✔ Not much data calculation involved
✔ Have a common business process
✔ OLTP apps

If this is true, then NoSQL is a perfect Database and would be most efficient. We have to structure the data model specifically to support the given access pattern.

When NOT to choose NoSQL? 👎

If our application service has the requirements to support ...

✔ Ad-hoc queries. e.g. bi analytics use case or OLAP application
✔ May require “reshaping” the data
✔ Complex queries, inner joins, outer joins, etc.
✔ Complex value calculations

So in brief, for our application service, if we understand the access patterns very well, they’re repeatable, they’re consistent, and scalability is a big factor, then NoSQL is a perfect choice.

PS: Mature developers don’t use the word “flexible” for NoSQL databases. There is a difference in being dynamic and flexible. Data model design is an intelligent engineering exercise in NoSQL databases.

What your opinion over my discussion up here? Why do you choose NoSQL over SQL?


Thanks for reading this blog!

Add a ❤ if you liked the comparison. Leave a comment below if you have any questions/feedback. I'm gonna write a Series on DynamoDB here, follow me for updates.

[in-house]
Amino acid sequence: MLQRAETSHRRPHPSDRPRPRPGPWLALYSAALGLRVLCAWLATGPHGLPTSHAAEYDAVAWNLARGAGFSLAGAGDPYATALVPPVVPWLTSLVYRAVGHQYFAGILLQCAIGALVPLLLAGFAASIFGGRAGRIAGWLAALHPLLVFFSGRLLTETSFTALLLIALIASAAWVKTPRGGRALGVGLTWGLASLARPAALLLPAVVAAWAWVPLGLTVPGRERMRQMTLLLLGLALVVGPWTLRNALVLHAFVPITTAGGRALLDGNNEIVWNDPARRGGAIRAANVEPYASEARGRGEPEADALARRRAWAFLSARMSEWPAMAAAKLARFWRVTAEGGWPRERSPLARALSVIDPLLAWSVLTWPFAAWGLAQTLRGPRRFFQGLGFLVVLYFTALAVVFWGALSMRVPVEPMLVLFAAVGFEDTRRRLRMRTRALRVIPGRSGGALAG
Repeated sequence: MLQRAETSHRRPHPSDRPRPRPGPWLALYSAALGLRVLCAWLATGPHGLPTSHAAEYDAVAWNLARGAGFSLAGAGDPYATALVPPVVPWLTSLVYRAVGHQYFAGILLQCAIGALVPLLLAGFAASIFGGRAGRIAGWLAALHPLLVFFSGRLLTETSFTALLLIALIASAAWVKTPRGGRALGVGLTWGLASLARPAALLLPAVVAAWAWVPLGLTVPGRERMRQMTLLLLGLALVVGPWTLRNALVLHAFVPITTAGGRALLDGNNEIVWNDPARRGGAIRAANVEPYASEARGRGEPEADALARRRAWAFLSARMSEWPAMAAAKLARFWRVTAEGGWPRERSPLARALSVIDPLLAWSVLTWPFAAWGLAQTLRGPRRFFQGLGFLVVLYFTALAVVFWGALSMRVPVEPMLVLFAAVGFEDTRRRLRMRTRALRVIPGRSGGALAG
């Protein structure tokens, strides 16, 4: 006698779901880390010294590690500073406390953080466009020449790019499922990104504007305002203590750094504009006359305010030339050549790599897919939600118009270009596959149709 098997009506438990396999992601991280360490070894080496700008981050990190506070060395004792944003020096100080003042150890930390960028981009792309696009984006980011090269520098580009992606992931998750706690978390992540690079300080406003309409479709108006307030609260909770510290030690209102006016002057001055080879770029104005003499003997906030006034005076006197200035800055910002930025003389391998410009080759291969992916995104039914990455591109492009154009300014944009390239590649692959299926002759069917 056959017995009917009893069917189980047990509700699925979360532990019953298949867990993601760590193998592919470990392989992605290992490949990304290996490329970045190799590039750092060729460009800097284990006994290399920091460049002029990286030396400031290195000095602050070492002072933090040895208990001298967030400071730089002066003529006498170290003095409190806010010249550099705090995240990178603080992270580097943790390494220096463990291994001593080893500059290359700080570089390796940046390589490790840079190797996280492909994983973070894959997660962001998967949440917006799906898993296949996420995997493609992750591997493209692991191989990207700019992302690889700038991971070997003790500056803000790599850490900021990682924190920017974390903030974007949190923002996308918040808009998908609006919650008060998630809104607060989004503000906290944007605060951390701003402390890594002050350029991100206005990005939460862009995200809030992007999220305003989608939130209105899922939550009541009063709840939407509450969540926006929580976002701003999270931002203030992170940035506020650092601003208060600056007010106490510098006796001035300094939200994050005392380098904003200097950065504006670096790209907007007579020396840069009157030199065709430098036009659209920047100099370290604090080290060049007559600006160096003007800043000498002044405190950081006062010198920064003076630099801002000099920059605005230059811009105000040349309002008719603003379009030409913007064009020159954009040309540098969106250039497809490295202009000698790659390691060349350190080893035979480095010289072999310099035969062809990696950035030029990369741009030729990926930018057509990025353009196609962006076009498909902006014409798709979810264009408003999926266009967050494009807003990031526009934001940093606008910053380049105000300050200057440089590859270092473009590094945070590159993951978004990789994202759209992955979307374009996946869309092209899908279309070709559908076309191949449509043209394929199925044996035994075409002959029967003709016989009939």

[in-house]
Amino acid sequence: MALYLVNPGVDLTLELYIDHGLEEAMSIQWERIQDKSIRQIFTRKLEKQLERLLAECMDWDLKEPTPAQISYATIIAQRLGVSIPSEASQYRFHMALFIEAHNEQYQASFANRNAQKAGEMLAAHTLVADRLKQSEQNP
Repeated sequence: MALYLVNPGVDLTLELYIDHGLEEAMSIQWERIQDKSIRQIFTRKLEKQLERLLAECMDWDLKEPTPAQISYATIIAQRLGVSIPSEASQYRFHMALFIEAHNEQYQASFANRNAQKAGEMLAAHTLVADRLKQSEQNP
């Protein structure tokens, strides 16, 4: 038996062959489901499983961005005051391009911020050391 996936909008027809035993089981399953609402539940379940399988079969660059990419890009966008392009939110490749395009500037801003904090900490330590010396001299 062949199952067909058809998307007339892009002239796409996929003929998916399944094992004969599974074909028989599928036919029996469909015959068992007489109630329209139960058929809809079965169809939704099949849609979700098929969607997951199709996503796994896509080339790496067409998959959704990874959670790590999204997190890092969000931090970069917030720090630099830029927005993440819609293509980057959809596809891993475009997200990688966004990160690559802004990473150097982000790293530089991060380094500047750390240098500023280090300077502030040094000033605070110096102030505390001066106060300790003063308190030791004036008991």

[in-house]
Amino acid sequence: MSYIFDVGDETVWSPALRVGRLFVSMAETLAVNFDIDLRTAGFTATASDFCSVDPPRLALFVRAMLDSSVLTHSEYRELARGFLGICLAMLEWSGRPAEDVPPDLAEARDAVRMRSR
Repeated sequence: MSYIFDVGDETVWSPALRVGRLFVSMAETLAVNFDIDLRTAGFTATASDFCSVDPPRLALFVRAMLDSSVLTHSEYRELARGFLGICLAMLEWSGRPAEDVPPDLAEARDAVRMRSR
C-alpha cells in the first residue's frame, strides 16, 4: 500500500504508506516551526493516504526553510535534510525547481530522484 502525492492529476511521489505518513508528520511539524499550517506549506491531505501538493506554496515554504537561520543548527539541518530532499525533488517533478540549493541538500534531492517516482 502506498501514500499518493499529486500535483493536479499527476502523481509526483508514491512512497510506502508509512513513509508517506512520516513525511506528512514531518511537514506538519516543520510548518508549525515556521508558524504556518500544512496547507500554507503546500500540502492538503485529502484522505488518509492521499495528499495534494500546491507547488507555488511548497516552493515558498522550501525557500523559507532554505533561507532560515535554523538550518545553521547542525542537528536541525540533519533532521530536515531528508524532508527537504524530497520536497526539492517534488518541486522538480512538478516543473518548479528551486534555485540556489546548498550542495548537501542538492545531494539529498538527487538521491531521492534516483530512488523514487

More About Author: Om Bharatiya

Happy Coding <3

Top comments (20)

cubiclesocial profile image

It's not a matter of being negative but recognizing that known, stable software is important for continuity in the enterprise and that "new and shiny" tends to be extremely unstable and break regularly at unexpected times.

Notably, even when NoSQL came out, devs could already accomplish nearly everything NoSQL did in a traditional RDBMS way by just serializing data plus get JOINs, ACID and transaction support, and still work within a known, stable software environment. NoSQL didn't offer any of the latter critical database features - it was all beta quality at best for quite a while and NoSQL was for "at Google scale" deployments (aka only Google, Amazon, Twitter, and Facebook really needed that kind of solution). And major RDBMS vendors have already added much of what drove people to NoSQL in the first place into their products with native field types and advanced search indexes. Even Google, which started the NoSQL movement, has begun moving away from NoSQL back to SQL-driven architecture, so that says something right there: